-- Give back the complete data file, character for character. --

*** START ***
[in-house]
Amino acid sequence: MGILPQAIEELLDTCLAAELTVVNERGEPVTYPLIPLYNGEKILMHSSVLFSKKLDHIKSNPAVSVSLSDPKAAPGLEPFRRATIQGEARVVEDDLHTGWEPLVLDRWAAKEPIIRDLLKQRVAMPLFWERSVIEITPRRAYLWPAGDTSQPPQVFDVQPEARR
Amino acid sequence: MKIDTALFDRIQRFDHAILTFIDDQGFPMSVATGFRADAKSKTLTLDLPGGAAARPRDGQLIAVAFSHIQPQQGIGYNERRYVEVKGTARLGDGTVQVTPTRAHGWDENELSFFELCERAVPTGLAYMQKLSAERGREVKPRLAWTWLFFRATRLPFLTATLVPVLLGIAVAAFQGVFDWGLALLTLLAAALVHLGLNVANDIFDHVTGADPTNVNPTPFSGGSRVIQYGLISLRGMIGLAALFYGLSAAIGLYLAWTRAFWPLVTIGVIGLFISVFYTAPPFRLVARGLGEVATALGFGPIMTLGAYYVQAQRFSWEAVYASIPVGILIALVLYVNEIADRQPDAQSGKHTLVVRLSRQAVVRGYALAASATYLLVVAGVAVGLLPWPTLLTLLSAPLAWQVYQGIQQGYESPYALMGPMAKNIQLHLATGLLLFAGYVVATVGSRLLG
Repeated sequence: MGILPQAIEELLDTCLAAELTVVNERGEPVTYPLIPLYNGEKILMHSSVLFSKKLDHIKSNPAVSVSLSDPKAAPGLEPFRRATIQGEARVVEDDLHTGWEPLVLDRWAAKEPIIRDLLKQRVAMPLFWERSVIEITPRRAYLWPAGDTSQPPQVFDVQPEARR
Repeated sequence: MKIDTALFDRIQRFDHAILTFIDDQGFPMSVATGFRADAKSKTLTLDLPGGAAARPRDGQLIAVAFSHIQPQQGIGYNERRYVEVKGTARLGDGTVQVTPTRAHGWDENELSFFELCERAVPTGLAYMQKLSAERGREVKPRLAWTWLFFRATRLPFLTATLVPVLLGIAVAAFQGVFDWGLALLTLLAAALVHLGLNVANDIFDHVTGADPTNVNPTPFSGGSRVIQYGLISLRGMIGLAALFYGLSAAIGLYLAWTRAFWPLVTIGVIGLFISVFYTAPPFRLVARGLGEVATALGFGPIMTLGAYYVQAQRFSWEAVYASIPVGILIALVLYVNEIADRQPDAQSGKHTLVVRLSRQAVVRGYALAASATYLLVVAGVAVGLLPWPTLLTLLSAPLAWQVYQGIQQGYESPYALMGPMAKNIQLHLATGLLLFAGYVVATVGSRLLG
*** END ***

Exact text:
[in-house]
Amino acid sequence: MGILPQAIEELLDTCLAAELTVVNERGEPVTYPLIPLYNGEKILMHSSVLFSKKLDHIKSNPAVSVSLSDPKAAPGLEPFRRATIQGEARVVEDDLHTGWEPLVLDRWAAKEPIIRDLLKQRVAMPLFWERSVIEITPRRAYLWPAGDTSQPPQVFDVQPEARR
Amino acid sequence: MKIDTALFDRIQRFDHAILTFIDDQGFPMSVATGFRADAKSKTLTLDLPGGAAARPRDGQLIAVAFSHIQPQQGIGYNERRYVEVKGTARLGDGTVQVTPTRAHGWDENELSFFELCERAVPTGLAYMQKLSAERGREVKPRLAWTWLFFRATRLPFLTATLVPVLLGIAVAAFQGVFDWGLALLTLLAAALVHLGLNVANDIFDHVTGADPTNVNPTPFSGGSRVIQYGLISLRGMIGLAALFYGLSAAIGLYLAWTRAFWPLVTIGVIGLFISVFYTAPPFRLVARGLGEVATALGFGPIMTLGAYYVQAQRFSWEAVYASIPVGILIALVLYVNEIADRQPDAQSGKHTLVVRLSRQAVVRGYALAASATYLLVVAGVAVGLLPWPTLLTLLSAPLAWQVYQGIQQGYESPYALMGPMAKNIQLHLATGLLLFAGYVVATVGSRLLG
Repeated sequence: MGILPQAIEELLDTCLAAELTVVNERGEPVTYPLIPLYNGEKILMHSSVLFSKKLDHIKSNPAVSVSLSDPKAAPGLEPFRRATIQGEARVVEDDLHTGWEPLVLDRWAAKEPIIRDLLKQRVAMPLFWERSVIEITPRRAYLWPAGDTSQPPQVFDVQPEARR
Repeated sequence: MKIDTALFDRIQRFDHAILTFIDDQGFPMSVATGFRADAKSKTLTLDLPGGAAARPRDGQLIAVAFSHIQPQQGIGYNERRYVEVKGTARLGDGTVQVTPTRAHGWDENELSFFELCERAVPTGLAYMQKLSAERGREVKPRLAWTWLFFRATRLPFLTATLVPVLLGIAVAAFQGVFDWGLALLTLLAAALVHLGLNVANDIFDHVTGADPTNVNPTPFSGGSRVIQYGLISLRGMIGLAALFYGLSAAIGLYLAWTRAFWPLVTIGVIGLFISVFYTAPPFRLVARGLGEVATALGFGPIMTLGAYYVQAQRFSWEAVYASIPVGILIALVLYVNEIADRQPDAQSGKHTLVVRLSRQAVVRGYALAASATYLLVVAGVAVGLLPWPTLLTLLSAPLAWQVYQGIQQGYESPYALMGPMAKNIQLHLATGLLLFAGYVVATVGSRLLG